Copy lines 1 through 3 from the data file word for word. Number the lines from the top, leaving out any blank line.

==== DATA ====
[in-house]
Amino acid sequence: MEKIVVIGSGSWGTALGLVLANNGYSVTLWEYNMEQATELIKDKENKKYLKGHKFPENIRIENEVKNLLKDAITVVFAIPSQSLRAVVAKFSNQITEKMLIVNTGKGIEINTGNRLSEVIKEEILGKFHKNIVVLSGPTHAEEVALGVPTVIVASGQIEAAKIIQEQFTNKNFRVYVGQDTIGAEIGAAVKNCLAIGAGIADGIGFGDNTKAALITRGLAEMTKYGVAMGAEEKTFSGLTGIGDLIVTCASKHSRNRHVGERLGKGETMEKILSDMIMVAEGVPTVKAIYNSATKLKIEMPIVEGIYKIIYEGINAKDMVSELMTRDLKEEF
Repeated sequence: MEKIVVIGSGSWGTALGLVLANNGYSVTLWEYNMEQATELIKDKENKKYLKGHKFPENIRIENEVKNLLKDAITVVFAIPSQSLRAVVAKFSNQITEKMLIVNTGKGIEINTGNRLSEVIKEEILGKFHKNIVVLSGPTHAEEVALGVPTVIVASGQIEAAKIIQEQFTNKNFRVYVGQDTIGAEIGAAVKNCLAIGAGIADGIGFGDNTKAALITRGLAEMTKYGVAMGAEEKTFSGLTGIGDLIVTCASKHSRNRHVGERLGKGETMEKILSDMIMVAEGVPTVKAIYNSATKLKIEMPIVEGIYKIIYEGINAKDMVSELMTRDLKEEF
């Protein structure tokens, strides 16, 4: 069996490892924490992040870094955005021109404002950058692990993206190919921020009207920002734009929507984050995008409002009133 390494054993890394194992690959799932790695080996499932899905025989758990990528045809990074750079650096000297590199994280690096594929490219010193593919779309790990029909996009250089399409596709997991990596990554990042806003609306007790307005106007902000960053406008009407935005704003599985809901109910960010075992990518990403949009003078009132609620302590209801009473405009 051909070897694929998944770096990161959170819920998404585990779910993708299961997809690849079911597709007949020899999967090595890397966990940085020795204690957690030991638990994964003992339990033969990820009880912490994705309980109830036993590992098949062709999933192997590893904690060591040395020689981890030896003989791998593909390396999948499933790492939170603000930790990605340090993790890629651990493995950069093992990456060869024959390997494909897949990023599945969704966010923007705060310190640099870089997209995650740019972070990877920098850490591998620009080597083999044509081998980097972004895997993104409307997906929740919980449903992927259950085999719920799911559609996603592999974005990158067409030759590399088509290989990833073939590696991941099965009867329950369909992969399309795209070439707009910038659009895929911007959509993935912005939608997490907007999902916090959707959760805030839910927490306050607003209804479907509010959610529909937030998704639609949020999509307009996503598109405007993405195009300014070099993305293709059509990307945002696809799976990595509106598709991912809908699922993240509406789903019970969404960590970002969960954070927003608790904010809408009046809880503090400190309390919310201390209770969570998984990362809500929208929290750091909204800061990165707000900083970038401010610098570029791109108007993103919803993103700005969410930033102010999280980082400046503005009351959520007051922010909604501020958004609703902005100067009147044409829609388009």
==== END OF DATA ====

[in-house]
Amino acid sequence: MEKIVVIGSGSWGTALGLVLANNGYSVTLWEYNMEQATELIKDKENKKYLKGHKFPENIRIENEVKNLLKDAITVVFAIPSQSLRAVVAKFSNQITEKMLIVNTGKGIEINTGNRLSEVIKEEILGKFHKNIVVLSGPTHAEEVALGVPTVIVASGQIEAAKIIQEQFTNKNFRVYVGQDTIGAEIGAAVKNCLAIGAGIADGIGFGDNTKAALITRGLAEMTKYGVAMGAEEKTFSGLTGIGDLIVTCASKHSRNRHVGERLGKGETMEKILSDMIMVAEGVPTVKAIYNSATKLKIEMPIVEGIYKIIYEGINAKDMVSELMTRDLKEEF
Repeated sequence: MEKIVVIGSGSWGTALGLVLANNGYSVTLWEYNMEQATELIKDKENKKYLKGHKFPENIRIENEVKNLLKDAITVVFAIPSQSLRAVVAKFSNQITEKMLIVNTGKGIEINTGNRLSEVIKEEILGKFHKNIVVLSGPTHAEEVALGVPTVIVASGQIEAAKIIQEQFTNKNFRVYVGQDTIGAEIGAAVKNCLAIGAGIADGIGFGDNTKAALITRGLAEMTKYGVAMGAEEKTFSGLTGIGDLIVTCASKHSRNRHVGERLGKGETMEKILSDMIMVAEGVPTVKAIYNSATKLKIEMPIVEGIYKIIYEGINAKDMVSELMTRDLKEEF